What happens without the drugs?
Mar 28, 1997
My boyfriend is 21 and has been positive for about 4 years. For various reasons, including the effect they have had on his friends, he does not take any drugs other than the FORTEVAL vitamin supplements. His CD4 count was, today, 220. Also, he has developed a bad rash over his upper body which is refusing to clear up. By not taking the drugs, does he have any hope of fending off AIDS much longer? Can the t-cells recover again? What is the likely outcome?
Response from Dr. Cohen
It's never too late to start antiretroviral therapy. But the longer your boyfriend waits, the more opportunities he loses to improve his immune system and his prognosis. His CD4 count is already low, but not so low that it can't recover significantly. If he waits until it's down in the double-digits he might not be able to get as much immune function back.
He needs to wake up and read the newspapers. The death rate from AIDS has dropped all over the country. AIDS wards are closing in many hospitals because the beds are empty. Referrals to home care agencies and hospices have dropped. Opportunistic infections are down.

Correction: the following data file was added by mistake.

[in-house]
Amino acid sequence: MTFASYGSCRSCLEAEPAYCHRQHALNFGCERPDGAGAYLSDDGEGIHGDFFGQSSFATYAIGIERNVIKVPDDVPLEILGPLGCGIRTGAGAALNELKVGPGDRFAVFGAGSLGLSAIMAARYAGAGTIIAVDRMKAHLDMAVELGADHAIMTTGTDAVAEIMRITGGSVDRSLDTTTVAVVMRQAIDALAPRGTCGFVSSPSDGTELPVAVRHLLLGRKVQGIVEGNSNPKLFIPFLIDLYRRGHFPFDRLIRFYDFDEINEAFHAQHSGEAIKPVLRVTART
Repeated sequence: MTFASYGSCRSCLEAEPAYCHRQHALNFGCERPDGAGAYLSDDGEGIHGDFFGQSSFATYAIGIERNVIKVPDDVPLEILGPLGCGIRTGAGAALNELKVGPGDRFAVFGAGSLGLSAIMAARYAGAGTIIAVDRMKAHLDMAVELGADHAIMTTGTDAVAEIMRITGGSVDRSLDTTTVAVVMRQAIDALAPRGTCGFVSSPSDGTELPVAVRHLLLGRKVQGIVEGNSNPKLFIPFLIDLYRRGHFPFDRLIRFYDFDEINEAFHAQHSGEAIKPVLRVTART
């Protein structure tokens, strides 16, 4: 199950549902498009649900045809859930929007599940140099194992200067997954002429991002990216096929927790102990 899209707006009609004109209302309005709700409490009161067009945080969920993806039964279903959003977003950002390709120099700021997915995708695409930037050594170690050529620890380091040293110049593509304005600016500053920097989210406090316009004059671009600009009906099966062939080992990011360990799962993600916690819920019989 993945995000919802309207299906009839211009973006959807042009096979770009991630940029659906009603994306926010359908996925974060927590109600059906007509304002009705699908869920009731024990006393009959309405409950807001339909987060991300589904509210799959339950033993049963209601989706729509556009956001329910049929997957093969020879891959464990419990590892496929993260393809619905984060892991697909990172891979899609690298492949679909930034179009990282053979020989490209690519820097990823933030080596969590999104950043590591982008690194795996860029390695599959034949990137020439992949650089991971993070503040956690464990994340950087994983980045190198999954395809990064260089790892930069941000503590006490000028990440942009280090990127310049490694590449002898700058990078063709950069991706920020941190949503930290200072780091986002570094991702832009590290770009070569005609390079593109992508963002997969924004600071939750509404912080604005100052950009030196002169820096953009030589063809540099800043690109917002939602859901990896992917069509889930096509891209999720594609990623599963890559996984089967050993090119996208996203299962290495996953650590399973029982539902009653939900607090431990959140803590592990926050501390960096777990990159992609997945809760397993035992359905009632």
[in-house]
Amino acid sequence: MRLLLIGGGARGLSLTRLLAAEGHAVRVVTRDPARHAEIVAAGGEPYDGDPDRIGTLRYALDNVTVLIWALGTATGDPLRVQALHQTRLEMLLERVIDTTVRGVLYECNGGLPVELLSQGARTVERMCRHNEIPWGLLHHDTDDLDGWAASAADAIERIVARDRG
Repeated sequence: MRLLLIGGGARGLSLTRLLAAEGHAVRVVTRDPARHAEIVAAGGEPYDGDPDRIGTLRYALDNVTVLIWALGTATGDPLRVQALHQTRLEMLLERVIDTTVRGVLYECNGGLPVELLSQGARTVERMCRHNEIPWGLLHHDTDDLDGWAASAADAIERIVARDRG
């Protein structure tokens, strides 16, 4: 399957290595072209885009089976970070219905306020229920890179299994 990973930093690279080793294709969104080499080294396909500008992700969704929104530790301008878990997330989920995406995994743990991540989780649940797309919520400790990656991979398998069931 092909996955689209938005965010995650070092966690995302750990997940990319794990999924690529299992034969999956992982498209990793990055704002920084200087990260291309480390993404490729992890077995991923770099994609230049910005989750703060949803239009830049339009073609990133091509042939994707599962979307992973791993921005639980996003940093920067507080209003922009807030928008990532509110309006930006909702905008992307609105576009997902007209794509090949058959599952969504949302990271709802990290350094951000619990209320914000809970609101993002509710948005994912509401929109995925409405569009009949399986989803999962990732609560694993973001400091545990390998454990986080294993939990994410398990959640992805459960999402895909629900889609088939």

Your boyfriend has a choice. He can be a part of that trend, or he can live -- and die -- the way people did before we had anything effective to offer. It's not like we don't know what happens to people when you don't treat them -- we had years to watch that experiment back in early and mid '80s. The only way we know of to beat those odds is to take the drugs.
It may not seem very "natural" -- it may seem like you're filling your body with "toxic chemicals" -- but believe me, there's nothing more unnatural and toxic than HIV itself.
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